In computing, authentication is the process of verifying the identity of a person or device. A common example is entering a username and password when you log in to a website. Entering the correct login information lets the website know 1) who you are and 2) that it is actually you accessing the website.

While a username/password combination is a common way to authenticate your identity, many other types of authentication exist. For example, you might use a four or six-digit passcode to unlock your phone. A single password may be required to log on to your laptop or work computer. Every time you check or send email, the mail server verifies your identity by matching your email address with the correct password. This information is often saved by your web browser or email program so you do not have to enter it each time.

Biometrics may also be used for authentication. For example, many smartphones have a fingerprint sensor that allows you to unlock your phone with a simple tap of your thumb or finger. Some facilities have retinal scanners, which require an eye scan to allow authorized individuals to access secure areas. Apple's Face ID (introduced with the iPhone X) authenticates users by facial recognition.

Two-Factor Authentication

Authentication is a part of everyday life in the digital age. While it helps keep your personal information private, it is not foolproof. For example, if someone knows your email address, he or she could gain access to your account by simply guessing your password. This is why it is important to use uncommon, hard-to-guess passwords, especially for your email accounts. It is also a good idea to use two-factor authentication when available, as this provides an extra security check when accessing your account.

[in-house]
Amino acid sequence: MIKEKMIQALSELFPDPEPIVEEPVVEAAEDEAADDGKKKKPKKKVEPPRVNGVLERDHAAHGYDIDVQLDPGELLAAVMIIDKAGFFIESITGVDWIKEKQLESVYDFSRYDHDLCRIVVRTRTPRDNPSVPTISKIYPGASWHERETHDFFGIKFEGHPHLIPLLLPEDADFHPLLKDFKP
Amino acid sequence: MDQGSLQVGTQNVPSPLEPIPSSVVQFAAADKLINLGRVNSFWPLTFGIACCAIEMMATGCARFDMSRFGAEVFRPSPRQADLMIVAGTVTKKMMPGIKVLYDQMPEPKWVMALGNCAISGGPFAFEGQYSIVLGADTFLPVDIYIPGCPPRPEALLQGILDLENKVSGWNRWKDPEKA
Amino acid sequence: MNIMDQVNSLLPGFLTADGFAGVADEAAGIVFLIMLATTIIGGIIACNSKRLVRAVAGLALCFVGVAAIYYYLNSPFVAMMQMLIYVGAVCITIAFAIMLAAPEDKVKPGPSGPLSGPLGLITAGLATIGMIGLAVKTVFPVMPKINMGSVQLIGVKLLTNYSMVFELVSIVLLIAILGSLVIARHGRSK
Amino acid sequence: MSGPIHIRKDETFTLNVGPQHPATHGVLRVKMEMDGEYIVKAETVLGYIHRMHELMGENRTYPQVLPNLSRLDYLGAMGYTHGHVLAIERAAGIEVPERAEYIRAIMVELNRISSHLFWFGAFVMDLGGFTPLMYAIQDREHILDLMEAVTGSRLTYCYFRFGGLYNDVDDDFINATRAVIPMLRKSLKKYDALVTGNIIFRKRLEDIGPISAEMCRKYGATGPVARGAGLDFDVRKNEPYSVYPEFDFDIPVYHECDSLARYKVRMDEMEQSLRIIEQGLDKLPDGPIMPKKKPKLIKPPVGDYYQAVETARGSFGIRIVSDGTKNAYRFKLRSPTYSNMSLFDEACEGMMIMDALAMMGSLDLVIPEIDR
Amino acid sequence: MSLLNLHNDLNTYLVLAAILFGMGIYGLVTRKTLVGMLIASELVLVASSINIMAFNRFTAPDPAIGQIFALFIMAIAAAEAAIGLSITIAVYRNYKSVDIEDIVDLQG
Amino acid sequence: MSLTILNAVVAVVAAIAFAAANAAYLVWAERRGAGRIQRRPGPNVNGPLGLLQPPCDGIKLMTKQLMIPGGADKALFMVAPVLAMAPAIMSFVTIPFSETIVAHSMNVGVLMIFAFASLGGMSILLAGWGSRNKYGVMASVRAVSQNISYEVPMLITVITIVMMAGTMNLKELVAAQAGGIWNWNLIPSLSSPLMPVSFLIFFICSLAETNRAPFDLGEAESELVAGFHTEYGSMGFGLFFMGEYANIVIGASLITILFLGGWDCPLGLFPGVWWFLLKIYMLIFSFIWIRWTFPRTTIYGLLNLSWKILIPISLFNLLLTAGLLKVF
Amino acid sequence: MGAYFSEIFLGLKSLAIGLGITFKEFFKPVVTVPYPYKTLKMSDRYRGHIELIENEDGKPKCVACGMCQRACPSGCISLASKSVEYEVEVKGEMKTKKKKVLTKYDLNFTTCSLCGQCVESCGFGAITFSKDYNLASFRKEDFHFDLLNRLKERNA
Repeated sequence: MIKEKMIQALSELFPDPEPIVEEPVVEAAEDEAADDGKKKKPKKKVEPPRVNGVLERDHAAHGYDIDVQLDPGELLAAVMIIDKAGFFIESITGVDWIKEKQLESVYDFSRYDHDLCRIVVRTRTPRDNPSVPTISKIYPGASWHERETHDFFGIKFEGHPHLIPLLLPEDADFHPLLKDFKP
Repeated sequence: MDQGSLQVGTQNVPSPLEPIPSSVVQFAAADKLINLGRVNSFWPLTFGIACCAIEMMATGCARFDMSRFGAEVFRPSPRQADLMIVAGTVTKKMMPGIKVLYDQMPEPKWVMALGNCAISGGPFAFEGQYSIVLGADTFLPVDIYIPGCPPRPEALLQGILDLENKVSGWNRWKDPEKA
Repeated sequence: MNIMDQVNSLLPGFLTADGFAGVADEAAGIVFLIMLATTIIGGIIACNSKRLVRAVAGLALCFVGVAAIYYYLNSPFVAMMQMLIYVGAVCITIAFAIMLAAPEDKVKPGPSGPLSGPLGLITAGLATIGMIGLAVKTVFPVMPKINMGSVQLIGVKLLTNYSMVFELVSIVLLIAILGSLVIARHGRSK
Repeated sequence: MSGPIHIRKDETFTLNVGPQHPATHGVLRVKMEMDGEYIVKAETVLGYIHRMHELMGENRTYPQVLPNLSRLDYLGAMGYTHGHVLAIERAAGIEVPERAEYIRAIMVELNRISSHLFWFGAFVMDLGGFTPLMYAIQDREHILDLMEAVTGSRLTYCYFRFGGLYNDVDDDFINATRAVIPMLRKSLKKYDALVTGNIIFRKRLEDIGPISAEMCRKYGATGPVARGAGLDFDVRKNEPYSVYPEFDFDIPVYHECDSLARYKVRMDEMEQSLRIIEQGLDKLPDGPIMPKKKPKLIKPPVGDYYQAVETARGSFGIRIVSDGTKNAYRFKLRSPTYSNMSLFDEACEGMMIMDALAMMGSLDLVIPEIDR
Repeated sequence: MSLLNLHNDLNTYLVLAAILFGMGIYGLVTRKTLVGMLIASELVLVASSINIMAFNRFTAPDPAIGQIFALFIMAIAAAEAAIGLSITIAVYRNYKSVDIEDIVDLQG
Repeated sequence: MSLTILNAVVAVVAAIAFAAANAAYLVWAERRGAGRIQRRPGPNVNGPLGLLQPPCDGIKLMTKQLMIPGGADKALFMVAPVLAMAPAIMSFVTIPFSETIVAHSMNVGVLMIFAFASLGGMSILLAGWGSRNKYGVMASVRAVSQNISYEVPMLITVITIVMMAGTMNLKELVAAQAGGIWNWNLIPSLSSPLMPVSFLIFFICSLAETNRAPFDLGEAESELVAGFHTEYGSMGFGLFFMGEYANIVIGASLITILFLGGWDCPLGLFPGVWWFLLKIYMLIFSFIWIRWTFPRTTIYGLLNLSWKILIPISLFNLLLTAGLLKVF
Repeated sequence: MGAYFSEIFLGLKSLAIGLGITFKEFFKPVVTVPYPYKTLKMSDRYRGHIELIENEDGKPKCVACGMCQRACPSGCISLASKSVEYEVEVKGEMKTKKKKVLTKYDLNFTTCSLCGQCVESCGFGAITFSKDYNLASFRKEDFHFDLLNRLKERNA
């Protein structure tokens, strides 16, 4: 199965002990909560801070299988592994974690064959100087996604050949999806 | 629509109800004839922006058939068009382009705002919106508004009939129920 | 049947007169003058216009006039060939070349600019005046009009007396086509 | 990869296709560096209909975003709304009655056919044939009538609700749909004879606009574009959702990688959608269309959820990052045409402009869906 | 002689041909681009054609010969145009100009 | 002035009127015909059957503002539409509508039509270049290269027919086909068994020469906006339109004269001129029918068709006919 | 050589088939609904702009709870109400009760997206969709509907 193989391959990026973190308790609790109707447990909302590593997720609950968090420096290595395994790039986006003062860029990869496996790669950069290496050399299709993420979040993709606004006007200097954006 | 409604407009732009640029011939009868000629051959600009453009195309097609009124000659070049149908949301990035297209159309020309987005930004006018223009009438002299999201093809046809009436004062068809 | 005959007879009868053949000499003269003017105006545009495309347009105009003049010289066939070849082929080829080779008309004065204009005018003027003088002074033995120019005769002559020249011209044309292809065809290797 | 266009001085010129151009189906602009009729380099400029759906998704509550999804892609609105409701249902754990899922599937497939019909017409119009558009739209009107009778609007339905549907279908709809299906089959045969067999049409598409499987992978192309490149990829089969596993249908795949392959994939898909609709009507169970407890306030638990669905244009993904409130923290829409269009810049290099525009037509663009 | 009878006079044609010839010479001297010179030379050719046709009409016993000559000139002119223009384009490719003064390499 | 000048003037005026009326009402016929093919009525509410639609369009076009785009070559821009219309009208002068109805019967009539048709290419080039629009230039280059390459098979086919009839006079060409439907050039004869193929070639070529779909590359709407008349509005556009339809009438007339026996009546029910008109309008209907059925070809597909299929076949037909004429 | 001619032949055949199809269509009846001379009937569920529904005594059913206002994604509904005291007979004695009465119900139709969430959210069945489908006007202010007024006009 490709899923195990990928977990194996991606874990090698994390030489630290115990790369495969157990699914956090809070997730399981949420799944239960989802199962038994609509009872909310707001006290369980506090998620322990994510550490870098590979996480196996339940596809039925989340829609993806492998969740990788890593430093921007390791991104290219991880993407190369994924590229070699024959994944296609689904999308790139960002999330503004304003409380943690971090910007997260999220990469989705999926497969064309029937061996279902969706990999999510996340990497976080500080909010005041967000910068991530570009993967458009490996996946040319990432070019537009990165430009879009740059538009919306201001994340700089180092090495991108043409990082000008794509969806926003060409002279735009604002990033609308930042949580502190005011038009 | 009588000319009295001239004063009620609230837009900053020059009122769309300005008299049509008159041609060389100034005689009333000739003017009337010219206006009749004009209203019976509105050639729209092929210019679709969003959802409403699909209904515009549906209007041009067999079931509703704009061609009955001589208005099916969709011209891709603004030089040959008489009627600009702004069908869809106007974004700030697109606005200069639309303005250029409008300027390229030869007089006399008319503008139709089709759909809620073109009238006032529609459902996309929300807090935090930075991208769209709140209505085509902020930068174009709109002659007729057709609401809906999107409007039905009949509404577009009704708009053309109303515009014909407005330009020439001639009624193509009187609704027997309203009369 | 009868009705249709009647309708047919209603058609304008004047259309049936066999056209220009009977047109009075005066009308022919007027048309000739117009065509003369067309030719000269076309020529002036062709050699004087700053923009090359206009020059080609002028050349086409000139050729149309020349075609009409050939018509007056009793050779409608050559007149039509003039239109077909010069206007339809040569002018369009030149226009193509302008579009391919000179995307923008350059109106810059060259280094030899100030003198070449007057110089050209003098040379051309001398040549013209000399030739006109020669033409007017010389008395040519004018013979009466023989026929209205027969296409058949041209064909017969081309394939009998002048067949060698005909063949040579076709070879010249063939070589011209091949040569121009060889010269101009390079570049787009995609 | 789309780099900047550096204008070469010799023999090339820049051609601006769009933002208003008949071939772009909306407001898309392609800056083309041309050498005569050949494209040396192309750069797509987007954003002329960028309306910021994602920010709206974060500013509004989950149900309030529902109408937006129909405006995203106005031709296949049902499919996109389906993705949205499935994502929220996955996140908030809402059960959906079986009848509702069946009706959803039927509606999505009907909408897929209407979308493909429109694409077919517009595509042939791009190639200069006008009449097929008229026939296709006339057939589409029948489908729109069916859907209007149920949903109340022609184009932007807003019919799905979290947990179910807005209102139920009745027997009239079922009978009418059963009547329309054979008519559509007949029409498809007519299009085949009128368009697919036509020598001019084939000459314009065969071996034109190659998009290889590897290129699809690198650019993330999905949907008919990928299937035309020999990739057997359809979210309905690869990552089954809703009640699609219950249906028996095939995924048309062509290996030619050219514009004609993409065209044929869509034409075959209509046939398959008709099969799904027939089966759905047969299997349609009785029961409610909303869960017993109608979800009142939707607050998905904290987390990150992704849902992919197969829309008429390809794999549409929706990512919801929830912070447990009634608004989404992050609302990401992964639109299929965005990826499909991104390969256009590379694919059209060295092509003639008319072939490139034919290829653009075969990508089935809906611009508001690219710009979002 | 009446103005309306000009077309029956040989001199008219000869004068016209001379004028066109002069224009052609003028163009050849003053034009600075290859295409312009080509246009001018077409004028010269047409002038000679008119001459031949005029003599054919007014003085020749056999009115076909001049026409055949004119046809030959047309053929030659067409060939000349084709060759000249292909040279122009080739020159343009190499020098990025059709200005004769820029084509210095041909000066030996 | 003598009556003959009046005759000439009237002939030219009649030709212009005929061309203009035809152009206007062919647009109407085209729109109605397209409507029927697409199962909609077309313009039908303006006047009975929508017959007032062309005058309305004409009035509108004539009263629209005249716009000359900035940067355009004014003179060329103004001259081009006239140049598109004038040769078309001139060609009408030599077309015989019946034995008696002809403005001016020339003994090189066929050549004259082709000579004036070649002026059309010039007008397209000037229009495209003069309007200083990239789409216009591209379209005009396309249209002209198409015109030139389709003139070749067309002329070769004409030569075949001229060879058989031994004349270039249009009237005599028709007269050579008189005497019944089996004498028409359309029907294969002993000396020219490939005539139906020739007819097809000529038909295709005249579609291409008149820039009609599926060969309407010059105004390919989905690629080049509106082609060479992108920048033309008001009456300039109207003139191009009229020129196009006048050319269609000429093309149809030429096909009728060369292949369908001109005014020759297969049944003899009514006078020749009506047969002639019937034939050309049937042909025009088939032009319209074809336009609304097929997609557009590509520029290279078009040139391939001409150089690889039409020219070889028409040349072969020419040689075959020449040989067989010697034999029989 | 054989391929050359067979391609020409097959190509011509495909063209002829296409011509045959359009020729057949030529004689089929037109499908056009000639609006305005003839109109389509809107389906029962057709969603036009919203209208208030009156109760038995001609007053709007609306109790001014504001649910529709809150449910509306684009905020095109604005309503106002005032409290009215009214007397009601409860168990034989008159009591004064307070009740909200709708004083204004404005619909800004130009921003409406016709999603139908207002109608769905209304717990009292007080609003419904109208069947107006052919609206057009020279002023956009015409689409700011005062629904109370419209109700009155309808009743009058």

Two-factor authentication (also "2FA") typically requires a correct login plus another verification check. For example, if you enable 2FA for your online bank account, you may be required to enter a temporary code sent to your phone or email address to complete the login process. This ensures that only you (or someone with access to your phone or email account) can access your account, even after entering the correct login information.

NOTE: In many cases, you can select the "Remember Me" checkbox when logging in to a secure website. This will store a cookie on your device (computer, phone, tablet, etc.), which indicates the device is trusted, or previously authenticated, for that website. The cookie may keep you logged in over multiple browser sessions or may prevent the need for two-factor authentication when using that device in the future.

Updated July 13, 2018 by Per C.

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